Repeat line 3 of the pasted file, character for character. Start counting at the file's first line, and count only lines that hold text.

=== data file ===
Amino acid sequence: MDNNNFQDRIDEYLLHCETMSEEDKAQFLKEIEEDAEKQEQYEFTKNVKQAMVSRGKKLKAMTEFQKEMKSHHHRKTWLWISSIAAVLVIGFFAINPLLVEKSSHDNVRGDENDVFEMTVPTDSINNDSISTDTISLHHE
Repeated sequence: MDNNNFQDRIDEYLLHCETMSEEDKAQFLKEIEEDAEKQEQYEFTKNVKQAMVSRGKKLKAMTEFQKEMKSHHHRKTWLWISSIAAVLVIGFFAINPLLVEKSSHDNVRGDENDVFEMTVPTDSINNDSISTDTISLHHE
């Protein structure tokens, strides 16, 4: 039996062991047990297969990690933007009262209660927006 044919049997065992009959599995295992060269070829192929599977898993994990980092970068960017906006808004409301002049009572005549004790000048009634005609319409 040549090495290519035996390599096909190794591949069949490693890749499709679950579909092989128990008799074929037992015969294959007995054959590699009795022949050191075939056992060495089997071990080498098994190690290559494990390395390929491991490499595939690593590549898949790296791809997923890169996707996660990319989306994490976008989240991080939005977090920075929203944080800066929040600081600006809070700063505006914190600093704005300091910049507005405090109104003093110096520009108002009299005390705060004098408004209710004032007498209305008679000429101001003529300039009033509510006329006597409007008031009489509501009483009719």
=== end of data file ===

């Protein structure tokens, strides 16, 4: 039996062991047990297969990690933007009262209660927006 044919049997065992009959599995295992060269070829192929599977898993994990980092970068960017906006808004409301002049009572005549004790000048009634005609319409 040549090495290519035996390599096909190794591949069949490693890749499709679950579909092989128990008799074929037992015969294959007995054959590699009795022949050191075939056992060495089997071990080498098994190690290559494990390395390929491991490499595939690593590549898949790296791809997923890169996707996660990319989306994490976008989240991080939005977090920075929203944080800066929040600081600006809070700063505006914190600093704005300091910049507005405090109104003093110096520009108002009299005390705060004098408004209710004032007498209305008679000429101001003529300039009033509510006329006597409007008031009489509501009483009719």